Study Finds Children with ADHD are Less Physically Active
ADHD is correlated with lower health-related quality of life that starts in childhood and can persist into adulthood.
Attention-Deficit/Hyperactivity Disorder (ADHD) is the most common psychiatric disorder worldwide, and the rate of diagnosis has increased significantly over the past decade. As of 2016, an estimated 6.1 million American children had been diagnosed with ADHD.1
ADHD is correlated with lower health-related quality of life that starts in childhood and can persist into adulthood. Previous studies associate ADHD with decreased academic performance and physical activity, and increased odds of screen time, overeating, and obesity. Effective treatment requires a combination of pharmacological and nonpharmacological approaches.
The existing literature shows that regular physical activity is a beneficial adjunct treatment. Previous studies have demonstrated many benefits of exercise in children with ADHD, including improvement in core symptoms, test scores, sleep, mood, and social disorders.
The Journal of Attention Disorders recently published a study that analyzed the relationship between ADHD diagnosis and engagement in physical activity. The researchers studied data from the 2016 National Survey of Children’s Health (NSCH), a caregiver-reported survey conducted by the US Census Bureau. The final study population included 34,675 children ranging in age from 6 years to 17 years.
The study found that children diagnosed with ADHD had 21% lower odds of engaging in daily physical activity than nondiagnosed children, confirming the inverse association shown by previous studies. The researchers further qualified the relationship by studying the association between ADHD and different degrees of activity. Diagnosed children were increasingly less likely to participate in 1-3 days, 4-6 days, and 7 days per week of exercise, respectively.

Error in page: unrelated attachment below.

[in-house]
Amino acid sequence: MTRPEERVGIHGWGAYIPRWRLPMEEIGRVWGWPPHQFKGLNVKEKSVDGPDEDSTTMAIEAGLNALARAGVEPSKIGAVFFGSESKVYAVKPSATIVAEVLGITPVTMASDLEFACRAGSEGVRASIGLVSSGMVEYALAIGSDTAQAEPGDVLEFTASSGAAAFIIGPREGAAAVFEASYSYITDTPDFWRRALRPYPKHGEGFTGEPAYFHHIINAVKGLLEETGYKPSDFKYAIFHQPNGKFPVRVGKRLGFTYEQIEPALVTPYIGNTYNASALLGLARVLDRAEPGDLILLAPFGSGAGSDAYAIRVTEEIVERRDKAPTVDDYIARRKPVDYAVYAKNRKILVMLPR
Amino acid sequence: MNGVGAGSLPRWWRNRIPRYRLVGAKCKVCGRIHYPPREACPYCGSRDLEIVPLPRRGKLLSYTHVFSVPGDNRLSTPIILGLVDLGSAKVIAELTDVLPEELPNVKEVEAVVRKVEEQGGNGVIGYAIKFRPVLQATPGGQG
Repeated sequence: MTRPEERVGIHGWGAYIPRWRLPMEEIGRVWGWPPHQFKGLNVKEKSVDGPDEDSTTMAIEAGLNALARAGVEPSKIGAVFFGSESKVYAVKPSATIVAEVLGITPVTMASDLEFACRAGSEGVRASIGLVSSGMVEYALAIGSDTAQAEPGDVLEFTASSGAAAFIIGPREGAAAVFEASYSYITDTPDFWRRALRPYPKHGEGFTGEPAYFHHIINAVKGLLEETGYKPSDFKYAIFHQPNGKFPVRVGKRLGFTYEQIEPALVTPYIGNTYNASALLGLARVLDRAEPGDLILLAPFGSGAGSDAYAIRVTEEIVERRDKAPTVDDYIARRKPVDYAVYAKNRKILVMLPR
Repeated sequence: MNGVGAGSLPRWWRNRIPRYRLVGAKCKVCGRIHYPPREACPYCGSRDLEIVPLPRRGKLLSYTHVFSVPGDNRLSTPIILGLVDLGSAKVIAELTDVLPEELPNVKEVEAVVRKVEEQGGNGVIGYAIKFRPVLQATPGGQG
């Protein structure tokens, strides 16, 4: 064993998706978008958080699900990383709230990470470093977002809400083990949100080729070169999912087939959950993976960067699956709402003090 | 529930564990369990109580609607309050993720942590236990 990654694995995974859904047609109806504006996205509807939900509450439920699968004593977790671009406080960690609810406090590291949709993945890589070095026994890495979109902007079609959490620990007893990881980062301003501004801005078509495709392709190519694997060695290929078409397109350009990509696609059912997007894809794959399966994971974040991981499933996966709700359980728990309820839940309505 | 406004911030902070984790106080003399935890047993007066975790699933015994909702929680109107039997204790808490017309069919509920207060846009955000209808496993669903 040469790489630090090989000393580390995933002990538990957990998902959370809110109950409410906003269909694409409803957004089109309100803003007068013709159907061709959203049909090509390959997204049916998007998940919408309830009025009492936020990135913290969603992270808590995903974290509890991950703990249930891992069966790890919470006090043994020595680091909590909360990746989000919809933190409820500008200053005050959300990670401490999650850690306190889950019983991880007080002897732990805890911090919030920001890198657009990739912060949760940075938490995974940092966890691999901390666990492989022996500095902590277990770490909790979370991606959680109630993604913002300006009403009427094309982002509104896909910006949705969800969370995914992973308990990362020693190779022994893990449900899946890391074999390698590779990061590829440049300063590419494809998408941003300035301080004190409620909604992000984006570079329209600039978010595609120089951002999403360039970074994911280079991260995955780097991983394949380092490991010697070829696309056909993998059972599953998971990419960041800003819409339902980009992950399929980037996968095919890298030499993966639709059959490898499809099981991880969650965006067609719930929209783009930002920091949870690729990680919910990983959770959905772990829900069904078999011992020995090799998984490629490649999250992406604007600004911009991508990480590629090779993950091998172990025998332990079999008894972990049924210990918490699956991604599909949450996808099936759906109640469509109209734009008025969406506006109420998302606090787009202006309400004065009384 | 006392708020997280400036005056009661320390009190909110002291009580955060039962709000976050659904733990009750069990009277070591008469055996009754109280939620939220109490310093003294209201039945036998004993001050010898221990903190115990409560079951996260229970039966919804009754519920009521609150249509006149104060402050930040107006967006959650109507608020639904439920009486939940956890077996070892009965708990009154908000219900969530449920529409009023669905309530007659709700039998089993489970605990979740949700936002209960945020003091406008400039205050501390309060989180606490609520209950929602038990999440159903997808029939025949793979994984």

The survey also analyzed several covariable factors, including the caregiver’s highest level of education, and the child’s sex, age, race, and digital media exposure. Female gender, ages 12-17 years, and increased digital media exposure were all independent risk factors for decreased physical activity.
Low levels of education, and non-English speaking households were negatively associated with physical activity. Additionally, Spanish-speaking households reported a lower rate of ADHD diagnosis than English-speaking households. This confirms existing health disparity research, which has shown that minority families are less likely to receive an ADHD diagnosis, and may therefore receive less support and resources.
This study validates the inverse relationship between ADHD diagnosis and physical activity, and emphasizes the complex societal factors at play. In addition to educating ADHD families about the importance and benefits of regular physical activity, health care providers should work with families to facilitate exercise in their home environments. Clinicians may also mitigate other risk factors for inactivity by counseling to set limits on screen time, connecting caregivers to adult education resources, and ensuring interpreter services.
M. May Zhang is a 2022 PharmD Candidate at the University of Connecticut in Storrs.
- Data and Statistics About ADHD. Centers for Disease Control and Prevention. https://www.cdc.gov/ncbddd/adhd/data.html. Published October 15, 2019. Accessed January 8, 2020.
- Mercurio LY, Amanullah S, Gill N, Gjelsvik A. Children With ADHD Engage in Less Physical Activity. J Atten Disord. December 2019. doi:10.1177/1087054719887789.